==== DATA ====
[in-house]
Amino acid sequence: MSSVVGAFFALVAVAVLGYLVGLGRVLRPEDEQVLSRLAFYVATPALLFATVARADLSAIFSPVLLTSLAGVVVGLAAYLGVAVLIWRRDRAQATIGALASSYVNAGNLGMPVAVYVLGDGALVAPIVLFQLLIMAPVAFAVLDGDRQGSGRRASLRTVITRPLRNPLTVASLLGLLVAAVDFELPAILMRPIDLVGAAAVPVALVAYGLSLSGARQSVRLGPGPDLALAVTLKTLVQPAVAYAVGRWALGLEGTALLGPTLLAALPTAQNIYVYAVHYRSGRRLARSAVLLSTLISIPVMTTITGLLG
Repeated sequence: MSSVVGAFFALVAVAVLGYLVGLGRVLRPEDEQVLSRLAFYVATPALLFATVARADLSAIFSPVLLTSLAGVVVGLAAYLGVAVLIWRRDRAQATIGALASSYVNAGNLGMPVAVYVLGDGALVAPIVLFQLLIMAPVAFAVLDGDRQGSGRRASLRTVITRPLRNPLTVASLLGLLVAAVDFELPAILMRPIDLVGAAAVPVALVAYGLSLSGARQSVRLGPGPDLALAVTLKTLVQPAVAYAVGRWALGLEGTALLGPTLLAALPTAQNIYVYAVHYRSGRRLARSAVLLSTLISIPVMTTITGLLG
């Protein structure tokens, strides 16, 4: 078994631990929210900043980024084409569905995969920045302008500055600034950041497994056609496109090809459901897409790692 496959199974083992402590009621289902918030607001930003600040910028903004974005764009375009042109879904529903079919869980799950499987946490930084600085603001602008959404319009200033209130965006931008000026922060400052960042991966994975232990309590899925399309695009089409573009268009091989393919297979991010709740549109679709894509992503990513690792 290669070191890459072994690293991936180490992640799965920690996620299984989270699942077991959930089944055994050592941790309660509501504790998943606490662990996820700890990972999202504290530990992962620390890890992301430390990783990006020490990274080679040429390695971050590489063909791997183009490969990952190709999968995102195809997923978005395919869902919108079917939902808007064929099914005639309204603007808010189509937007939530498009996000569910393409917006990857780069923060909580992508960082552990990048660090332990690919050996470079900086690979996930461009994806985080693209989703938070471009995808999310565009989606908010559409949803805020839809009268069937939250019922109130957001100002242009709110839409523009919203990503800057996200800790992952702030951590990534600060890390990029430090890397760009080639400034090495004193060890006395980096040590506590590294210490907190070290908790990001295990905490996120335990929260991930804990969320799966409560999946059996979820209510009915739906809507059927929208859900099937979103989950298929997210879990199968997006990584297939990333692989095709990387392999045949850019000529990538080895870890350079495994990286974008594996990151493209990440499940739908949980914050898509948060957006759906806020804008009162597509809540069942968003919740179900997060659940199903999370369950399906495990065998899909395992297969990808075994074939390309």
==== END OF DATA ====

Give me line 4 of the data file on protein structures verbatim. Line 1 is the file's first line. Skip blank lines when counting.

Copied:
């Protein structure tokens, strides 16, 4: 078994631990929210900043980024084409569905995969920045302008500055600034950041497994056609496109090809459901897409790692 496959199974083992402590009621289902918030607001930003600040910028903004974005764009375009042109879904529903079919869980799950499987946490930084600085603001602008959404319009200033209130965006931008000026922060400052960042991966994975232990309590899925399309695009089409573009268009091989393919297979991010709740549109679709894509992503990513690792 290669070191890459072994690293991936180490992640799965920690996620299984989270699942077991959930089944055994050592941790309660509501504790998943606490662990996820700890990972999202504290530990992962620390890890992301430390990783990006020490990274080679040429390695971050590489063909791997183009490969990952190709999968995102195809997923978005395919869902919108079917939902808007064929099914005639309204603007808010189509937007939530498009996000569910393409917006990857780069923060909580992508960082552990990048660090332990690919050996470079900086690979996930461009994806985080693209989703938070471009995808999310565009989606908010559409949803805020839809009268069937939250019922109130957001100002242009709110839409523009919203990503800057996200800790992952702030951590990534600060890390990029430090890397760009080639400034090495004193060890006395980096040590506590590294210490907190070290908790990001295990905490996120335990929260991930804990969320799966409560999946059996979820209510009915739906809507059927929208859900099937979103989950298929997210879990199968997006990584297939990333692989095709990387392999045949850019000529990538080895870890350079495994990286974008594996990151493209990440499940739908949980914050898509948060957006759906806020804008009162597509809540069942968003919740179900997060659940199903999370369950399906495990065998899909395992297969990808075994074939390309």